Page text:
Preemie Baby Born at 25 Weeks, Suffered Necrotizing Enterocolitis, Heads Home After 206 Days in the NICU

Preemie Baby Born at 25 Weeks, Suffered Necrotizing Enterocolitis, Heads Home After 206 Days in the NICU

Thursday Jan. 10, 2019
Preemie Baby Born at 25 Weeks Suffered Necrotizing Enterocolitis, Left With Only 6 CM (2 Inches) of Small Intestine, Heads Home After 206 Days in the NICU
Baby RamierAfter being born at 25 weeks weighing just 2 pounds, 4 ounces, Ramier Hezekiah Eusebio Devilus is heading home. At a press conference today at Salah Foundation Children's Hospital at Broward Health Medical Center, the Devilus family shared how Ramier has experienced a miraculous recovery due to the intestinal rehabilitation provided by Debora Duro, M.D., director of pediatric gastroenterology and nutrition, and the specially-trained staff of the Neonatal Intensive Care Unit (NICU) at Salah Foundation's Children Hospital.

Ramier was born by emergency C-section on June 18, 2018, in Plantation along with his twin brother who, unfortunately, did not survive. Ramier developed necrotizing enterocolitis, a common complication of premature birth, which destroyed all but 6 cm of his small intestine, leaving Ramier unable to absorb nutrients from food.

"My other son passed away," said a tearful Rachell Eusebio, Ramier's mother. "All my energy went into Ramier. I breastfed him. When he got the intestinal infection, it was really bad. They were telling me it was over for him and I couldn't feed him anymore. My strength was taken away from me. We did a lot of praying."

At 3 months old, Ramier was transferred to the NICU at Salah Foundation Children's Hospital weighing just 6.7 pounds due to his short bowel syndrome and resulting liver disease. He was jaundiced, with even his eyes a light shade of yellow.

family and dr duroDr. Duro prescribed intestinal rehabilitation treatment, which uses personalized intravenous nutrition to ensure an infant receives proper nutrients for growth and development. In just a few months under Duro’s care, Ramier has regrown an additional six to eight centimeters of small intestine and now weighs 12.07 pounds. His liver numbers are now normal with no remaining evidence of liver disease.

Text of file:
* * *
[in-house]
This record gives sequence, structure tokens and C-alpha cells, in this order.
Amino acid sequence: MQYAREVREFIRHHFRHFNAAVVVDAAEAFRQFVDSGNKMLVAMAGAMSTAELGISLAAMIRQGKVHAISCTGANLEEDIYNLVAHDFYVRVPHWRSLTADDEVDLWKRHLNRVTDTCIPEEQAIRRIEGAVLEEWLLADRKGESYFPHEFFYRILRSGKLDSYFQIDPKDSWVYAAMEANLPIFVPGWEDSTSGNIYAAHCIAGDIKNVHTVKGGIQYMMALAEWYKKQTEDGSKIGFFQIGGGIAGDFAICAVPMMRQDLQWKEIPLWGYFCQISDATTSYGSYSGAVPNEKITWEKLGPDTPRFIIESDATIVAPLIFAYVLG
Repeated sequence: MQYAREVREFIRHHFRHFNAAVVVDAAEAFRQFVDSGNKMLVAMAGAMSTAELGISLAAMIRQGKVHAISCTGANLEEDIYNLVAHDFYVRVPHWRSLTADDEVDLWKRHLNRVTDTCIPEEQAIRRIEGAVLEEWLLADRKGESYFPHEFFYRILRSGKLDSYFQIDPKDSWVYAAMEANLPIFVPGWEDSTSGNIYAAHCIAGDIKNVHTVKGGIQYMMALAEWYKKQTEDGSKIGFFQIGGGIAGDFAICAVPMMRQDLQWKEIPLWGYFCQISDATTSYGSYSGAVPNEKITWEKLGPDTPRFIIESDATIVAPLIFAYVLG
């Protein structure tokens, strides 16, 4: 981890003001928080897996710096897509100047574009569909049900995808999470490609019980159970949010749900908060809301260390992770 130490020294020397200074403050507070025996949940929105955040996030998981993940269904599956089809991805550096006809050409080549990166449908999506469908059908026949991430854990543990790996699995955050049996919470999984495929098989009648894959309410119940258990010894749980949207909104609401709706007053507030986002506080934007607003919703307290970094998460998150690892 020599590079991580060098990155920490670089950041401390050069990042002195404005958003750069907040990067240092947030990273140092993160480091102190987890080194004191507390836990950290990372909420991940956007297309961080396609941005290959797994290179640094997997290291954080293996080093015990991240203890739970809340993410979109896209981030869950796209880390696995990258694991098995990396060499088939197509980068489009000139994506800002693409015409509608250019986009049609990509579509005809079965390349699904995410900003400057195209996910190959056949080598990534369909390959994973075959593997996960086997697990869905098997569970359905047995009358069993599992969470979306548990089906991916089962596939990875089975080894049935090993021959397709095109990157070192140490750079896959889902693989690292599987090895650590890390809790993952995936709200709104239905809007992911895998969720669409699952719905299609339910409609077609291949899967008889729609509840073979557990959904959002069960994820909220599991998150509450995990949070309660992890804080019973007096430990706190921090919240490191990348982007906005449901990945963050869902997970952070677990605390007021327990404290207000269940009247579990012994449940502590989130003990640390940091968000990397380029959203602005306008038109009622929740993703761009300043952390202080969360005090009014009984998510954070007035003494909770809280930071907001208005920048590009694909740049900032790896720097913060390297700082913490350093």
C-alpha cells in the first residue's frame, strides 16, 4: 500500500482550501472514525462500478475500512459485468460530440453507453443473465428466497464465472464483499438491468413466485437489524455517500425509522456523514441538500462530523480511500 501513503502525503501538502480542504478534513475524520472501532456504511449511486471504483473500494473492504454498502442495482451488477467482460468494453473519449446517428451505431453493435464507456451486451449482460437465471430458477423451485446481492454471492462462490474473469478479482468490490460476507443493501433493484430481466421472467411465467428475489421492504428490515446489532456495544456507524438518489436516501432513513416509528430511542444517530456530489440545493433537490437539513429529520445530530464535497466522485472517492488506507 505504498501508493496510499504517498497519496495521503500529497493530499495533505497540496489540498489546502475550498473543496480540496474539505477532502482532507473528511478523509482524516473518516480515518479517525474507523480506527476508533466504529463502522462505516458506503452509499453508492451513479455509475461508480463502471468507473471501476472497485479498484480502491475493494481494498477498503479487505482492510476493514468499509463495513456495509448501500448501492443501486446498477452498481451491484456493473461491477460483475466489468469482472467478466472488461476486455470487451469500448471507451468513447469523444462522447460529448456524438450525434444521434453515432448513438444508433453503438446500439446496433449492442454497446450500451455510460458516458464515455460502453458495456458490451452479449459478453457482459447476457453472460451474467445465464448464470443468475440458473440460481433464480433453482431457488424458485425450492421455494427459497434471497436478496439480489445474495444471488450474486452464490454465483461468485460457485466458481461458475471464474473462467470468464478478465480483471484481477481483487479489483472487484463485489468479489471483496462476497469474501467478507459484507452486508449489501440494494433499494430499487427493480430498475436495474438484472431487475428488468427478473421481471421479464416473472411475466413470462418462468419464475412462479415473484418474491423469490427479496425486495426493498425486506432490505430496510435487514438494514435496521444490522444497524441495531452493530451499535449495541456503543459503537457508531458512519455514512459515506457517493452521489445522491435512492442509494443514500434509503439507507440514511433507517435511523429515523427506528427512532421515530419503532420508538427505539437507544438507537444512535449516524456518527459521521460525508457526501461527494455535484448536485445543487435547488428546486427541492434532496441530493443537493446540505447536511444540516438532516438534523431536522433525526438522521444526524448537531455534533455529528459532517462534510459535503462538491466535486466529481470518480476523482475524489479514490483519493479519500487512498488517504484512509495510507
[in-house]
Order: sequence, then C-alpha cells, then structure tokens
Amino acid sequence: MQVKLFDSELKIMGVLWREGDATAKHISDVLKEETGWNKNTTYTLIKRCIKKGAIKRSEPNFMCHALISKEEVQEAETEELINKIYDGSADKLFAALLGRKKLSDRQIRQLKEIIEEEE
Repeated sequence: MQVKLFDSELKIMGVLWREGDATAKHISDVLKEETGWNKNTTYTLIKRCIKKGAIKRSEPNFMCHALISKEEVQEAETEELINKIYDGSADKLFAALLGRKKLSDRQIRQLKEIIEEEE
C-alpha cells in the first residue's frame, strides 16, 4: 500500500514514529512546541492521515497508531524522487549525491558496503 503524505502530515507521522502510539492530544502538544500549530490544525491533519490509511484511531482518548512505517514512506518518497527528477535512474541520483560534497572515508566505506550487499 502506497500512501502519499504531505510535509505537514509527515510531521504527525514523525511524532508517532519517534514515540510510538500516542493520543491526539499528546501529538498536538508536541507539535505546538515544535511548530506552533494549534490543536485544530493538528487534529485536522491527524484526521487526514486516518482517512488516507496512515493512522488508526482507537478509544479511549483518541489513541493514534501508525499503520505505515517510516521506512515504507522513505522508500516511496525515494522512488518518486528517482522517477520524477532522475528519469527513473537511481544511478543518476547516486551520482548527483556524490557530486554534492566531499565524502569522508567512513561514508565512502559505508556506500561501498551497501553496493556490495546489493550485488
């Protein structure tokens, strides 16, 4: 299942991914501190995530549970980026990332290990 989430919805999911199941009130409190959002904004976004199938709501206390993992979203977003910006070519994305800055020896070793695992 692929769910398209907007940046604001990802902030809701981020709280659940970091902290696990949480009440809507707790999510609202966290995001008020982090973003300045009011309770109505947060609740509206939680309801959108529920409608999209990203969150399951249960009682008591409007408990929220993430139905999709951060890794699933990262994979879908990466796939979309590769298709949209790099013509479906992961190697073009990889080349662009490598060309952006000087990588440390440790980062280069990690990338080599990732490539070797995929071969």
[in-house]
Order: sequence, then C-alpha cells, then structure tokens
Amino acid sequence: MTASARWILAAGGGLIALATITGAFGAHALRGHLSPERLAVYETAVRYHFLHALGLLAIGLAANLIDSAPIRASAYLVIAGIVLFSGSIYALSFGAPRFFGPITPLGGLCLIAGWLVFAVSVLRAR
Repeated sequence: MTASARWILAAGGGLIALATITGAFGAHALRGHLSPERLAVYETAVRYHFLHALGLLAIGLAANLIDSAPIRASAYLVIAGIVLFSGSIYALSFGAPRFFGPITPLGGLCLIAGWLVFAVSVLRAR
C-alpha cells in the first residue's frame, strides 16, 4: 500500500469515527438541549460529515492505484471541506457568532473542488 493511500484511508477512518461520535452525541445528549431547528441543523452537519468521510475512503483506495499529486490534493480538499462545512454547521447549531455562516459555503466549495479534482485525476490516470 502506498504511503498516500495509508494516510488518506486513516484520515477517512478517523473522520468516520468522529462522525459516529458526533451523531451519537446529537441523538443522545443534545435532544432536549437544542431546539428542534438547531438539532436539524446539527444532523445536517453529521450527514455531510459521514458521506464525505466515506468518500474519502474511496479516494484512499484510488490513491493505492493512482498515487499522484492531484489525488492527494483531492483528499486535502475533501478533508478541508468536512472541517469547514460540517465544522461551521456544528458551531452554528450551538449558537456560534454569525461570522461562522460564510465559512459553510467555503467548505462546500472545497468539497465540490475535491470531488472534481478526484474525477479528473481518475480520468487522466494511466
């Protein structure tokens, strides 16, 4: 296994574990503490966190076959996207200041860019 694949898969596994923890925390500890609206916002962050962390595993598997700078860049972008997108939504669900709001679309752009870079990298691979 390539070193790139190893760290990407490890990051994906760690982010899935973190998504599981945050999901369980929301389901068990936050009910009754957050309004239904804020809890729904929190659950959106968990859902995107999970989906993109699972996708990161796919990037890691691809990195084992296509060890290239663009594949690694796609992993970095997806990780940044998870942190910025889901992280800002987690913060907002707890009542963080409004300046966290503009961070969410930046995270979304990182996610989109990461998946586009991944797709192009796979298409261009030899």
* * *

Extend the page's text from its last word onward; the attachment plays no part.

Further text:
"It has been a bumpy ride and challenging case," said Duro, who is the only physician in Florida to offer intestinal rehabilitation, which prevents unnecessary multi-organ transplantation. "Ramier came to us very sick with an 80 percent mortality rate, and now he's going home after three months totally healthy. Two or three years ago, Ramier would have remained in the hospital indefinitely, but today, because of the new personalized intestinal rehabilitation we can prescribe and the tools available for treatment, parents can continue the therapy at home."

"Dr. Duro and this team are amazing," said Eusebio, who dressed Ramier in cap and gown for his NICU graduation. "I went from thinking my son would never come home from the hospital, to now here we are going home at six months. First they started feeding him with a tube, then he was eating from his mouth. It was just success after success after success."

Duro added that because of the successful treatment, Ramier will not need a multi-organ transplant. "The best predictor of being able to come off intravenous nutrition is to receive care in an institution that does not offer intestinal transplant. We do everything we can to avoid transplant to give the child a normal life."

When asked of Ramier's long-term prognosis, Duro was very optimistic, saying Ramier will continue to be seen on a weekly, then monthly basis until the baby can be fully weaned off the intravenous nutrition. But in the meantime he will be at home with his 6-year-old sister Raziah and family.

"He will have a normal life," added Duro, "going to school, giving mom grandchildren."
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